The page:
Compare any two graphics cards:
GeForce 8600 GT 256MB GDDR3 vs GeForce GT 430 1GB
IntroThe GeForce 8600 GT 256MB GDDR3 has core speeds of 540 MHz on the GPU, and 700 MHz on the 256 MB of GDDR3 memory. It features 32 SPUs along with 16 TAUs and 8 Rasterization Operator Units.
Compare those specs to the GeForce GT 430 1GB, which has core clock speeds of 700 MHz on the GPU, and 900 MHz on the 1024 MB of GDDR3 RAM. It features 96 SPUs along with 16 TAUs and 4 ROPs.
Power Usage and Theoretical Benchmarks
Power Consumption (Max TDP)
As far as performance goes, the GeForce GT 430 1GB should in theory be a lot superior to the GeForce 8600 GT 256MB GDDR3 overall. (explain)
Texel RateThe GeForce GT 430 1GB should be quite a bit (more or less 30%) more effective at AF than the GeForce 8600 GT 256MB GDDR3. (explain)
Pixel RateIf using a high resolution is important to you, then the GeForce 8600 GT 256MB GDDR3 is superior to the GeForce GT 430 1GB, by far. (explain)
Please note that the above 'benchmarks' are all just theoretical - the results were calculated based on the card's specifications, and real-world performance may (and probably will) vary at least a bit.
Please note that the price comparisons are based on search keywords - sometimes it might show cards with very similar names that are not exactly the same as the one chosen in the comparison. We do try to filter out the wrong results as best we can, though.
Memory Bandwidth: Memory bandwidth is the max amount of data (counted in megabytes per second) that can be moved across the external memory interface in one second. The number is calculated by multiplying the interface width by the speed of its memory. In the case of DDR type memory, the result should be multiplied by 2 once again. If it uses DDR5, multiply by 4 instead. The better the memory bandwidth, the faster the card will be in general. It especially helps with anti-aliasing, HDR and higher screen resolutions.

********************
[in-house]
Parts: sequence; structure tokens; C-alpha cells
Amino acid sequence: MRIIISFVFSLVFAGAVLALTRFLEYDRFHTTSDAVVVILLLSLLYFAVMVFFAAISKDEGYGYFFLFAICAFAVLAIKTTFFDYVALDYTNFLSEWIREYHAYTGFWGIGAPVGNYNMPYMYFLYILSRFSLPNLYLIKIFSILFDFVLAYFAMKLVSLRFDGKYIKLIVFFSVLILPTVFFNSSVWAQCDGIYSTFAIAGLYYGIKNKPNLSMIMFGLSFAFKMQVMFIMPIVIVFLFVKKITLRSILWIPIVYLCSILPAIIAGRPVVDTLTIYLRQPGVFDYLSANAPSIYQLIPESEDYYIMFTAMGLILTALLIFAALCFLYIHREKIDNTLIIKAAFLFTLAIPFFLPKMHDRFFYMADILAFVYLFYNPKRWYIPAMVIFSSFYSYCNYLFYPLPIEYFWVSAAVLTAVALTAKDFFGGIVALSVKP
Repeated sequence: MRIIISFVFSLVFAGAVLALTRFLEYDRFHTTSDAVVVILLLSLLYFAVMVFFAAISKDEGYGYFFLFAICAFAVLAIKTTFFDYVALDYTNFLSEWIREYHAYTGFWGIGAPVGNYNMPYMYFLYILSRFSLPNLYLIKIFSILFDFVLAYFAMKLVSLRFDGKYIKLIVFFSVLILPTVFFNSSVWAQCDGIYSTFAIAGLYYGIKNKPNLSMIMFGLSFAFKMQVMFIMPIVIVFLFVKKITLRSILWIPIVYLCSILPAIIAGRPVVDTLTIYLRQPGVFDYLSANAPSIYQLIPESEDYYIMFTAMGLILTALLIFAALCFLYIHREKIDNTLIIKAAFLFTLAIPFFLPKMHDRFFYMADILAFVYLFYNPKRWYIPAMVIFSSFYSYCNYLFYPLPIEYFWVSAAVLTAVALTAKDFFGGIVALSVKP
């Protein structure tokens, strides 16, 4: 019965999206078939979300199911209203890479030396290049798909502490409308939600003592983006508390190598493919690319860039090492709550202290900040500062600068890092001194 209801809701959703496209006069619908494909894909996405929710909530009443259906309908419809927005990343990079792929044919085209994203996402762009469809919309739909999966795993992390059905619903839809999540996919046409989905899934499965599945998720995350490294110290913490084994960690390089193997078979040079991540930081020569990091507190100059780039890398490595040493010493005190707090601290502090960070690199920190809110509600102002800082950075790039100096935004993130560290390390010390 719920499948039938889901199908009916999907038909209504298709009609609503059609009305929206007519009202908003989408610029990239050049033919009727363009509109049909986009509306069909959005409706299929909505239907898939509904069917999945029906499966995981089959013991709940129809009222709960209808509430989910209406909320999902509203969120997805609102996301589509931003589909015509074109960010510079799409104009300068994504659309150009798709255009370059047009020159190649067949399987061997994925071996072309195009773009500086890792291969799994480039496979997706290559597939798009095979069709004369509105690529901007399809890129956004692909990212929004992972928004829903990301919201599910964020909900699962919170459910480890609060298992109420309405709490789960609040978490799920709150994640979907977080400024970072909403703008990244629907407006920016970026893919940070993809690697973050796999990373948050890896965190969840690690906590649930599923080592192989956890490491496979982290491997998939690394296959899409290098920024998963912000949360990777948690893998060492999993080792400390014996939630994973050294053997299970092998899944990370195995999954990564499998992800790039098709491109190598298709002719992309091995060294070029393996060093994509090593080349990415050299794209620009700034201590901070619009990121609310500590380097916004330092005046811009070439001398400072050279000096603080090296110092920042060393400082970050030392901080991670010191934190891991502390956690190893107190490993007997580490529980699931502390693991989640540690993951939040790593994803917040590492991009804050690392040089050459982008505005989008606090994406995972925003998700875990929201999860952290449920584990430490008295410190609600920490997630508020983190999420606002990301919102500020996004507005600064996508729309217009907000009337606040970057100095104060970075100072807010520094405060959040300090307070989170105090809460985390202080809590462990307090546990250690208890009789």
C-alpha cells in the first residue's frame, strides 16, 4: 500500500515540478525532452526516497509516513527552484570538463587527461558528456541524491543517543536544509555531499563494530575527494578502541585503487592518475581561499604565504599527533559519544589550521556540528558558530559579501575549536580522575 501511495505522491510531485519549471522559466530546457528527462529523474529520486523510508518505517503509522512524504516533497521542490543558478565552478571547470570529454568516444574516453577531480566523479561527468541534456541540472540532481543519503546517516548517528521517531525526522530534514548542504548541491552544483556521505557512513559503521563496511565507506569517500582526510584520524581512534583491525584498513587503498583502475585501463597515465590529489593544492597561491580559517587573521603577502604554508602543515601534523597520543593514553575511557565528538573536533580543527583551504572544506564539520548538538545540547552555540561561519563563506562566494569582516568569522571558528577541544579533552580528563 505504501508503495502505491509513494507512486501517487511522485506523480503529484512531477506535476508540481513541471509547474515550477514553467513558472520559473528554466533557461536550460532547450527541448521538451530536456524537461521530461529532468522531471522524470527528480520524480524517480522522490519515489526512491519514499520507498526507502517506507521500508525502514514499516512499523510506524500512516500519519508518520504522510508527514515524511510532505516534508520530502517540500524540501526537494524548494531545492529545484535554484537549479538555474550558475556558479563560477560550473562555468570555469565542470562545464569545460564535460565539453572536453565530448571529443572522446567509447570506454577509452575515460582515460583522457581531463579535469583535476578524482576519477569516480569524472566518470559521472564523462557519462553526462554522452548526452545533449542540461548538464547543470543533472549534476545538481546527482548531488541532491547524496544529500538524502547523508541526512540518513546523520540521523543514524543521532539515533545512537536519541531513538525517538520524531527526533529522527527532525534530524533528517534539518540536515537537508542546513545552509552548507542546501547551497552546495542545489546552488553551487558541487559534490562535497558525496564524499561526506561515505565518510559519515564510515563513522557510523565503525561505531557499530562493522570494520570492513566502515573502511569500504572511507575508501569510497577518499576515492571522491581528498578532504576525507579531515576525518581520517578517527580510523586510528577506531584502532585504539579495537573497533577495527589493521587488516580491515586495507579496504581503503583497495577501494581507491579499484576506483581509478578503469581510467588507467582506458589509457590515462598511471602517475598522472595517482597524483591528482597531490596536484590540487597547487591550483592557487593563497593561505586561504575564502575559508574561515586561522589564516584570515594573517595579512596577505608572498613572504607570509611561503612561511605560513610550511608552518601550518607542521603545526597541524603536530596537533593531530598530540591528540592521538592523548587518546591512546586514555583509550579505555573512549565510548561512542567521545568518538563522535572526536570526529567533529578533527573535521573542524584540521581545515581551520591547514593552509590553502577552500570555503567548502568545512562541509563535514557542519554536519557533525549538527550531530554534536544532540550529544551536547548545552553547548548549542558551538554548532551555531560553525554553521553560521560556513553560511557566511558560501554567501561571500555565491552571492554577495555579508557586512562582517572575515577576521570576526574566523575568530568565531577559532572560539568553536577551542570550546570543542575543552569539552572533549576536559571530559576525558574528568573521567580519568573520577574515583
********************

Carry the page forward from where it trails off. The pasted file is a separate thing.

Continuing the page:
Texel Rate: Texel rate is the maximum texture map elements (texels) that are processed in one second. This is worked out by multiplying the total number of texture units by the core speed of the chip. The better this number, the better the video card will be at texture filtering (anisotropic filtering - AF). It is measured in millions of texels per second.
Pixel Rate: Pixel rate is the maximum amount of pixels that the graphics chip could possibly record to its local memory per second - measured in millions of pixels per second. Pixel rate is calculated by multiplying the amount of Render Output Units by the the core speed of the card. ROPs (Raster Operations Pipelines - aka Render Output Units) are responsible for drawing the pixels (image) on the screen. The actual pixel rate is also dependant on many other factors, especially the memory bandwidth - the lower the memory bandwidth is, the lower the ability to reach the maximum fill rate.